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Will Ubiquity PBE-M5-300 reach Mt Wilson?

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kn6bss
Will Ubiquity PBE-M5-300 reach Mt Wilson?

I have a 27 mile run from the beach to Mt Wilson to complete a relay. I can occasionally connect a standard nanostation M5 to Mt Wilson. Is a PBE-M5-300 a good choice? They're running at $89 on Amazon.

Not sure what the difference is with the PBE-M5-400 but wanted to save a few bucks.

Rob KN6BSS

ke6bxt
ke6bxt's picture
 

 

PBE-M5-300    5 GHz    150+ Mbps     20+ km=12.4 mi    26 dBm/22 dBi     5150-5850    dBm+dBi=48
PBE-M5-400    5 GHz    150+ Mbps     25+ km=15.3 mi   26 dBm/25 dBi      5150-5850   dBm+dBi=51
PBE-M5-620    5 GHz    150+ Mbps     30+ km=18.6mi    24 dBm/29 dBi      5150-5850   dBm+dBi=53
PBE-M5-620    5 GHz    150+ Mbps     30+ km=18.6 mi   24 dBm/29 dBi      5150-5850   dBm+dBi=53

The node(s) at Mt Wilson are M5 Rockets (27dBm) with 120 sector antennas providing 19 dBi of gain. dBm+dBi=46

The question here is not what do you need to get a signal to  Mt. Wilson but rather how far can Mt. Wilson get a signal in your direction.



 
kn6bss
Nice detailed chart! Now

Nice detailed chart! Now based on this, none can cover 27 miles?  I can see on the maps that those connections are being made though. I am actually able to occasionally connect to Mt Wilson on a regular NSM5.  Though it seems intermittent.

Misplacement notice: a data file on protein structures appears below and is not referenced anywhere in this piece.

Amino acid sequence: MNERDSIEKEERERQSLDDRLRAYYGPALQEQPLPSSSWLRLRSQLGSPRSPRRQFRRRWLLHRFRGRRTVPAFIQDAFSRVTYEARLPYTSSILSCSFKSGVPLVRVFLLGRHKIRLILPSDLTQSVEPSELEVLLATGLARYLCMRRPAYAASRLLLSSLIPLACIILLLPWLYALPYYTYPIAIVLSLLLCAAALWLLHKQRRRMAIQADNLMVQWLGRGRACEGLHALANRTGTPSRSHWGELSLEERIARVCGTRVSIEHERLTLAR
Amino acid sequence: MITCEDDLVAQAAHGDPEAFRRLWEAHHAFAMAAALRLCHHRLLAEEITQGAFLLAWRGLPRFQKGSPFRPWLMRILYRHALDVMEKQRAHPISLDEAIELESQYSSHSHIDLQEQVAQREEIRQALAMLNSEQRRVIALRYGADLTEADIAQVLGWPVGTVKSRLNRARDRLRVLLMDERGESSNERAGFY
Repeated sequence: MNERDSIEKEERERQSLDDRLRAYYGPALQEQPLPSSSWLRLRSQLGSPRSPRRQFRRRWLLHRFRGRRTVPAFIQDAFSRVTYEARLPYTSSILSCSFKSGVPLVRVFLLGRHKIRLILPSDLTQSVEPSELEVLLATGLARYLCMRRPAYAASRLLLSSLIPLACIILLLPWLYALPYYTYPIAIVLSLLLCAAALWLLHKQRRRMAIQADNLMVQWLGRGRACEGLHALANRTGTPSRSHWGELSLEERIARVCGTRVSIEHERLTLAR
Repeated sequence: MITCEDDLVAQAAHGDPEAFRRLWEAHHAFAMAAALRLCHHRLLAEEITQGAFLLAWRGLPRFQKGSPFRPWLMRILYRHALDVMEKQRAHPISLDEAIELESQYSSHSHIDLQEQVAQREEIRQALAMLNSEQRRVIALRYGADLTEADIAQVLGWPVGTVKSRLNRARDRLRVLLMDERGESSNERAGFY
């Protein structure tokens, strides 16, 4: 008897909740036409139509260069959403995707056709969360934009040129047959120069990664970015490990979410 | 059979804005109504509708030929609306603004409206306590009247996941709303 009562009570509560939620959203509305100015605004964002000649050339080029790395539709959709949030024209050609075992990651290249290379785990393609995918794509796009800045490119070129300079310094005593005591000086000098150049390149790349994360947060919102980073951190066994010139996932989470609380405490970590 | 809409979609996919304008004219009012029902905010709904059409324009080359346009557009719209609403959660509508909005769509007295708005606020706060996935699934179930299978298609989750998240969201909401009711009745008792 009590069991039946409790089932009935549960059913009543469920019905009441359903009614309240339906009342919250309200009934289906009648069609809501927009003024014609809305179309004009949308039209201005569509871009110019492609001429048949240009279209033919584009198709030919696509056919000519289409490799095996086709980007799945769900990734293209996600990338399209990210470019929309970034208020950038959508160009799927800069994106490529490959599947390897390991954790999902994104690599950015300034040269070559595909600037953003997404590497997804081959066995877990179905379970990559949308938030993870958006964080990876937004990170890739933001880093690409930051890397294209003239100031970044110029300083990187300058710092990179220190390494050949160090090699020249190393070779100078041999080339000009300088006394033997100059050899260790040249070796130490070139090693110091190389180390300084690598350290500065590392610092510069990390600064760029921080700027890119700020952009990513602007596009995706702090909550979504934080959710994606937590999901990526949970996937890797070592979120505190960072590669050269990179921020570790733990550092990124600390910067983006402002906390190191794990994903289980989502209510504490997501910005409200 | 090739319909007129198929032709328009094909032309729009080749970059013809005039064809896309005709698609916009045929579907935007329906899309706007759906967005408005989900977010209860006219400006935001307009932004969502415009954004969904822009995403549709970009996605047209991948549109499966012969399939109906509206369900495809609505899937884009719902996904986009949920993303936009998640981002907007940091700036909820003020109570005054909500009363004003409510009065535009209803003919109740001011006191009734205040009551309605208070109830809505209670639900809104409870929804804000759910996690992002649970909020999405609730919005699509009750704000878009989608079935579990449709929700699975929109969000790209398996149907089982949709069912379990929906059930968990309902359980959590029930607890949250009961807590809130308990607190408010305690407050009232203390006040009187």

nc8q
nc8q's picture
PBE-M5-300 .vs. LHG-XL-HP5 el alia

"They're (PBE-M5-300)running at $89 on Amazon."

I found one for $78 on amazon.

Adding '$' to ke6bxt's matrix:
PBE-M5-300 5 GHz 150+ Mbps 20+ km=12.4 mi 26 dBm/22 dBi 5150-5850 dBm+dBi=48 $ 78
PBE-M5-400 5 GHz 150+ Mbps 25+ km=15.3 mi 26 dBm/25 dBi 5150-5850 dBm+dBi=51 $ 95
PBE-M5-620 5 GHz 150+ Mbps 30+ km=18.6mi 24 dBm/29 dBi 5150-5850 dBm+dBi=53 $198
LHG XL HP5 5 GHz 150+ Mbps 30+ km=18.6 mi 24 dBm/29 dBi 5150-5850 dBm+dBi=55 $ 80
Mikrotik ^

I have a PBE-M5-400 and a LHG-XL-HP5 in service.
I like the LHG much better and have another one to replace my PBE-M5-400.

Hope this helps, Chuck

kn6bss
Price is right on the

Price is right on the Mikrotik. Thanks for the heads up and your actual experience with these is appreciated. How far are you going with them?

K6CCC
K6CCC's picture
Antenna gain is your friend

Remember that antenna gain helps on both TX and RX.  Since your RX is going to be the larger factor, go for the larger dish.  If it were me, I would go with the larger Mikrotik.
 

kn6bss
Roger on that! Not tied to

Roger on that! Not tied to any brand. Will go with whatever works at a reasonable price. Definitely will consider Mikrotik

W6GSW
W6GSW's picture
Everything of course depends

Everything of course depends upon your site, the specific path and what works in your situation. smiley

That being said, there is a PBE-M5-300 in the South Bay, approximately 32 miles from the Wilson sector nodes.  Mesh status is reporting throughput of approximately 9.8 mbps.

There are a number of Rocket M5/RocketDish combinations operating in the same area.  These nodes report overall higher NLQ and throughput of 20+ mbps.